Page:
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Image of Charles and Emma Lorena Hardy  Home - Charles and Emma Lorena Hardy  Home #12 on the walking tour
126 E. First North
Charles Milton Hardy and Emma Lorena Leavitt were married in February 1894.  In March 1894, they joined six other couples in what would become the permanent settlement of Mesquite.  Emma Lorena was the first school teacher in Mesquite and Charles was engaged in farming, raising stock, laying adobe brick, and plastering.

The original large one-room house was built from locally made adobe brick and lumber Charles hauled from Mt. Trumbull in Arizona.  In addition to a family living room and bedroom, the large room was also used as the first school and the first church (Church of Jesus Christ of Latter-day Saints) meeting hall in Mesquite. They added a lean-to to the house.  Its rooms were used as a bedroom and a kitchen. Nearby, they built an adobe granary with a big root cellar under it.  The root cellar would remain cool year round and was used for storage of food.  By 1920 more bedrooms and a screened porch had been added to the house, making it one of the largest homes in the Virgin Valley.

At first, the settlers got water for household use from springs along the Virgin River, later they built cisterns by their houses.  The Hardy's cistern was 15 feet deep.  They would fill it in the spring when the water from snow melt came down the Virgin River and the supply would have to last all summer.  After running water came to the Valley, a portion of the lean-to was converted to a bathroom with a cement bathtub - an event well remembered and retold over the years.  With the arrival of electricity in 1939 Emma had the first electric stove in working order.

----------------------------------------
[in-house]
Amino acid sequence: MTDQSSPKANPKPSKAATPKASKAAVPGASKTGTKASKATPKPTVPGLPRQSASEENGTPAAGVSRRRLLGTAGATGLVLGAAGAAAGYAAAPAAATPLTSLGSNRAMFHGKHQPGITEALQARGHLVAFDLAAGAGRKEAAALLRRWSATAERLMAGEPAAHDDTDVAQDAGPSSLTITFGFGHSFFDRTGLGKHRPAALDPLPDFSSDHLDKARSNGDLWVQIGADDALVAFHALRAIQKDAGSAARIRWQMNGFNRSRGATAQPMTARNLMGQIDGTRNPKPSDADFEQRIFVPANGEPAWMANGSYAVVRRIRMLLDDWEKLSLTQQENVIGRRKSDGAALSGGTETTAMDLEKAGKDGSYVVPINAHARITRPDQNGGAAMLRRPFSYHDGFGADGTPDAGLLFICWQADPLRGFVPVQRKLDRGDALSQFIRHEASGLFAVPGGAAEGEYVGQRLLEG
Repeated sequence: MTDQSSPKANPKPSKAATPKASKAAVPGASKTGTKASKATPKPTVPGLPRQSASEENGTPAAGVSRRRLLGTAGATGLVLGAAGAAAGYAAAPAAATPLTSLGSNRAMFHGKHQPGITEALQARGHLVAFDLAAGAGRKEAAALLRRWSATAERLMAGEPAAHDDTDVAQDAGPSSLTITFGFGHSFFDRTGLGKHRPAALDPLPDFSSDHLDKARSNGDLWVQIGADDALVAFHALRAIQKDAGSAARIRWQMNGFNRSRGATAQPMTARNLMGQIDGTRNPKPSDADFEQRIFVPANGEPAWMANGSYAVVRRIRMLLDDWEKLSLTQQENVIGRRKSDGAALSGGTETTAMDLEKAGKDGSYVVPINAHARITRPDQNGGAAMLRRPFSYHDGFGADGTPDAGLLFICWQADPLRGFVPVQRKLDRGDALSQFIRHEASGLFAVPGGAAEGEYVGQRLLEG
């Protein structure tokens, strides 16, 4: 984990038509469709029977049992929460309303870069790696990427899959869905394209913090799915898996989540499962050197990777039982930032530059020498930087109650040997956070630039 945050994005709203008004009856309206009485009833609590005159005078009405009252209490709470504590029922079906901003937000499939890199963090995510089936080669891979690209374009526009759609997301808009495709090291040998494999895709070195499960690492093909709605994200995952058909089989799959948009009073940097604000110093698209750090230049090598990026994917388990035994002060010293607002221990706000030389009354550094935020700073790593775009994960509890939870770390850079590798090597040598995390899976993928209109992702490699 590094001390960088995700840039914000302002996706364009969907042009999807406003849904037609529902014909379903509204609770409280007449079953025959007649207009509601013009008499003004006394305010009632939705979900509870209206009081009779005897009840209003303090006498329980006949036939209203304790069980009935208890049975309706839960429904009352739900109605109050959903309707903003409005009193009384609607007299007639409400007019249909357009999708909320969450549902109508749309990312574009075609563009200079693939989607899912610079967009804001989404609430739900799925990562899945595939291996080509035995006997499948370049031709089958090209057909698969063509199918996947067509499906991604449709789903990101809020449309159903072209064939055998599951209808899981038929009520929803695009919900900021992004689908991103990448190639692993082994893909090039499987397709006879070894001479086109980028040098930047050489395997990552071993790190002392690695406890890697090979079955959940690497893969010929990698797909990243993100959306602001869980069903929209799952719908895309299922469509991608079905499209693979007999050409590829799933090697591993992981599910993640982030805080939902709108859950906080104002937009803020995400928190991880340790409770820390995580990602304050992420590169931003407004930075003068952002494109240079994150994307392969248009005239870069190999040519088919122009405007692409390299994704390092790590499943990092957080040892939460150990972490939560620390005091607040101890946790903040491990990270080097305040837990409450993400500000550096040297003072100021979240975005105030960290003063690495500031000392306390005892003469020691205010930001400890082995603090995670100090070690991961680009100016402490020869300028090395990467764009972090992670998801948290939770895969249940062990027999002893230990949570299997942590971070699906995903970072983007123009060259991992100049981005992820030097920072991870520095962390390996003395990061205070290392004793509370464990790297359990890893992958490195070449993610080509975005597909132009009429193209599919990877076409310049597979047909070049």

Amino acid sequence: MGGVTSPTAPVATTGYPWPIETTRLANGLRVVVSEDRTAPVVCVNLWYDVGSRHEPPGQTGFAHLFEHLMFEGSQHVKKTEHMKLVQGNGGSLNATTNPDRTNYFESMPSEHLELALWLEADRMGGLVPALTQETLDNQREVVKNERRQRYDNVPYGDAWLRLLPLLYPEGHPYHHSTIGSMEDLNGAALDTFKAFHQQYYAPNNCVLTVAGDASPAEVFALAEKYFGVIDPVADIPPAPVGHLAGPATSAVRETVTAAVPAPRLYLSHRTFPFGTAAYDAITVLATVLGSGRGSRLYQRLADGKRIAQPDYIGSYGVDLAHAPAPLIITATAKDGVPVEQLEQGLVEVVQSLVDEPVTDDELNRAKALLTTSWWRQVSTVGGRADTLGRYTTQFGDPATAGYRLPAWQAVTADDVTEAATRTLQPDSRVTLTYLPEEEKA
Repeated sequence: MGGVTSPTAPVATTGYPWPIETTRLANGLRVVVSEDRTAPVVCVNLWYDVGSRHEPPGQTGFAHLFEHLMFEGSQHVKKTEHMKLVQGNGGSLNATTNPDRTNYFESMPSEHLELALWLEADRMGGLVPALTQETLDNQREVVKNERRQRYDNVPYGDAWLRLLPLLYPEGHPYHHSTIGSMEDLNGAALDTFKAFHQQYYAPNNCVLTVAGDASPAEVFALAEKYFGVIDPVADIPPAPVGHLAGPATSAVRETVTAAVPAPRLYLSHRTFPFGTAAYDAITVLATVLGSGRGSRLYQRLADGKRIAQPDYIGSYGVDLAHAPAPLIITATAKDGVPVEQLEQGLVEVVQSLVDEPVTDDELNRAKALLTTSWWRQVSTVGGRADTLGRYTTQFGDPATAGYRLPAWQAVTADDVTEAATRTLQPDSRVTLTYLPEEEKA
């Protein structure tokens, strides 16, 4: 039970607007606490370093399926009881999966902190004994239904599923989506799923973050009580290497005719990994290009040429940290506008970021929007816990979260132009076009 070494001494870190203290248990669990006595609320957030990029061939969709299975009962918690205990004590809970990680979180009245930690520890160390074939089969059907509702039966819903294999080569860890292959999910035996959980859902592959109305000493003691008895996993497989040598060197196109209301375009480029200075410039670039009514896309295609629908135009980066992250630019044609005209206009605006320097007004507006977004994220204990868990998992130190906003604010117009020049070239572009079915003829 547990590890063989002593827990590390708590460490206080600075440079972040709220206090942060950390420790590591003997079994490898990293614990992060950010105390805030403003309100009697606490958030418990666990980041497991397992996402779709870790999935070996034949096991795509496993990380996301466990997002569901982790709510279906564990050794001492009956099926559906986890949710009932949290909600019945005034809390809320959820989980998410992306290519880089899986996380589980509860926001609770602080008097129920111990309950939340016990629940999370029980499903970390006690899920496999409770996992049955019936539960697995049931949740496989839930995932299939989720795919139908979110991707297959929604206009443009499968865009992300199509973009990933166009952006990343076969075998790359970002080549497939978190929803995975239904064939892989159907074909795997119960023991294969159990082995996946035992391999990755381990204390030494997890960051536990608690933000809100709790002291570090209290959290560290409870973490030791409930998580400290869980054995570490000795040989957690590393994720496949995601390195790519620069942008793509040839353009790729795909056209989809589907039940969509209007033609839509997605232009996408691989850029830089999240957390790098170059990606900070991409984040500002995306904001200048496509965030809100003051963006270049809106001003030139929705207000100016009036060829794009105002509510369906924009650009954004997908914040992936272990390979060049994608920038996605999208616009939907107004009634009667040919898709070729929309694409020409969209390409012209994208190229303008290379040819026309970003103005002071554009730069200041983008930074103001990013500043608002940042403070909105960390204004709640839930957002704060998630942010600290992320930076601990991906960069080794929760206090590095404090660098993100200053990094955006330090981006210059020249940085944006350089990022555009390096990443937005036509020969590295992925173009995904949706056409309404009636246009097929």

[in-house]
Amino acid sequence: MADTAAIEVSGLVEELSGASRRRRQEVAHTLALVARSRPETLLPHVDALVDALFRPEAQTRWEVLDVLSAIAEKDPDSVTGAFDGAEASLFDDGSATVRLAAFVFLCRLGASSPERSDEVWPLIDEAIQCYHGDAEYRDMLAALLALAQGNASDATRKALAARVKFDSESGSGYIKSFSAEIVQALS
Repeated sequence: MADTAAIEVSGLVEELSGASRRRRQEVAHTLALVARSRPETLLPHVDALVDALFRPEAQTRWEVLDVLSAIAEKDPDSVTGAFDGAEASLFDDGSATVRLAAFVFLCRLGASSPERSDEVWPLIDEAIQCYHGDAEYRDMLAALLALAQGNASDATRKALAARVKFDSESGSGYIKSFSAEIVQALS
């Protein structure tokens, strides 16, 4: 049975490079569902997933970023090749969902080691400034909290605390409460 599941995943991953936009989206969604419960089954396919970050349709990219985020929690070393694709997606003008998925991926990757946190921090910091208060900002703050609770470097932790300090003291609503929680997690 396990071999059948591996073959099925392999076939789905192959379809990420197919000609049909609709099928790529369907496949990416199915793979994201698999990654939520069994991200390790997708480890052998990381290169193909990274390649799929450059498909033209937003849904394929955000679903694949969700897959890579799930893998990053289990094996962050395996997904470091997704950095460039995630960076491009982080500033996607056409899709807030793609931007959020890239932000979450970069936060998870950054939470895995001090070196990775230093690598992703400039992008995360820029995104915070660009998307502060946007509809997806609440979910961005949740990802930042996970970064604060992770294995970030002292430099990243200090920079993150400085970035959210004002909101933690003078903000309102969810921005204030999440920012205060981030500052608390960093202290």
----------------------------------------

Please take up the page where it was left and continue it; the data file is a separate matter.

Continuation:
Charles and Emma Lorena Hardy Home - Charles and Emma Lorena Hardy Home #12 on the walking tour 126 E. First North Charles Milton Hardy and Emma Lorena Leavitt were married in February 1894. In March 1894, they joined six other couples in what would become the permanent settlement of Mesquite. Emma Lorena was the first school teacher in Mesquite and Charles was engaged in farming, raising stock, laying adobe brick, and plastering. The original large one-room house was built from locally made adobe brick and lumber Charles hauled from Mt. Trumbull in Arizona. In addition to a family living room and bedroom, the large room was also used as the first school and the first church (Church of Jesus Christ of Latter-day Saints) meeting hall in Mesquite. They added a lean-to to the house. Its rooms were used as a bedroom and a kitchen. Nearby, they built an adobe granary with a big root cellar under it. The root cellar would remain cool year round and was used for storage of food. By 1920 more bedrooms and a screened porch had been added to the house, making it one of the largest homes in the Virgin Valley. At first, the settlers got water for household use from springs along the Virgin River, later they built cisterns by their houses. The Hardy's cistern was 15 feet deep. They would fill it in the spring when the water from snow melt came down the Virgin River and the supply would have to last all summer. After running water came to the Valley, a portion of the lean-to was converted to a bathroom with a cement bathtub - an event well remembered and retold over the years. With the arrival of electricity in 1939 Emma had the first electric stove in working order.

Object Type: Photo

Image of Jody Leavitt - Jody Leavitt

Jody Leavitt - Jody Leavitt

Object Type: Photo